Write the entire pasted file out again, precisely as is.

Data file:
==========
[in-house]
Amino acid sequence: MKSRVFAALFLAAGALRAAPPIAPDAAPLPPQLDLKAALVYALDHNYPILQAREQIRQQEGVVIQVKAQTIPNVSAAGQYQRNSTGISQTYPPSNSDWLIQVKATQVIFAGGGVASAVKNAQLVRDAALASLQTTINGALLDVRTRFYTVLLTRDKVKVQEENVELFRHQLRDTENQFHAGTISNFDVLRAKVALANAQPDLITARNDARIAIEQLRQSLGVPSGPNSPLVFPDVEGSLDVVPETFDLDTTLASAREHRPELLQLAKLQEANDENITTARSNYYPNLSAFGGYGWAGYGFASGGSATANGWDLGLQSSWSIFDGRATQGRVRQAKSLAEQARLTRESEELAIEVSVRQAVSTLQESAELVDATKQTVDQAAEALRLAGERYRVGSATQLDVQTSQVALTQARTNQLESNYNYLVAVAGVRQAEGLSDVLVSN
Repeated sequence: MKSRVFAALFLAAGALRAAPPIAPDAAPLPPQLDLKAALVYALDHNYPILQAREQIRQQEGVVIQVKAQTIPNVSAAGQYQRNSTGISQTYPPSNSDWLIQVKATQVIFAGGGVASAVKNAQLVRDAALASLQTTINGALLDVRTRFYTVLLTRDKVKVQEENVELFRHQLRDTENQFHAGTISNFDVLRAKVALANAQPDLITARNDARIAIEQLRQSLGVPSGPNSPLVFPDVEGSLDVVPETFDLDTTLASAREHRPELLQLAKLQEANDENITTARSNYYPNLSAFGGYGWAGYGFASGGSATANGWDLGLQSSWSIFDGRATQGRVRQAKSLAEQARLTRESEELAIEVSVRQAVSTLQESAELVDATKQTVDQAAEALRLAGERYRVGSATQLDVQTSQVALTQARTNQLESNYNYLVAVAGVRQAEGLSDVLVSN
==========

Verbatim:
[in-house]
Amino acid sequence: MKSRVFAALFLAAGALRAAPPIAPDAAPLPPQLDLKAALVYALDHNYPILQAREQIRQQEGVVIQVKAQTIPNVSAAGQYQRNSTGISQTYPPSNSDWLIQVKATQVIFAGGGVASAVKNAQLVRDAALASLQTTINGALLDVRTRFYTVLLTRDKVKVQEENVELFRHQLRDTENQFHAGTISNFDVLRAKVALANAQPDLITARNDARIAIEQLRQSLGVPSGPNSPLVFPDVEGSLDVVPETFDLDTTLASAREHRPELLQLAKLQEANDENITTARSNYYPNLSAFGGYGWAGYGFASGGSATANGWDLGLQSSWSIFDGRATQGRVRQAKSLAEQARLTRESEELAIEVSVRQAVSTLQESAELVDATKQTVDQAAEALRLAGERYRVGSATQLDVQTSQVALTQARTNQLESNYNYLVAVAGVRQAEGLSDVLVSN
Repeated sequence: MKSRVFAALFLAAGALRAAPPIAPDAAPLPPQLDLKAALVYALDHNYPILQAREQIRQQEGVVIQVKAQTIPNVSAAGQYQRNSTGISQTYPPSNSDWLIQVKATQVIFAGGGVASAVKNAQLVRDAALASLQTTINGALLDVRTRFYTVLLTRDKVKVQEENVELFRHQLRDTENQFHAGTISNFDVLRAKVALANAQPDLITARNDARIAIEQLRQSLGVPSGPNSPLVFPDVEGSLDVVPETFDLDTTLASAREHRPELLQLAKLQEANDENITTARSNYYPNLSAFGGYGWAGYGFASGGSATANGWDLGLQSSWSIFDGRATQGRVRQAKSLAEQARLTRESEELAIEVSVRQAVSTLQESAELVDATKQTVDQAAEALRLAGERYRVGSATQLDVQTSQVALTQARTNQLESNYNYLVAVAGVRQAEGLSDVLVSN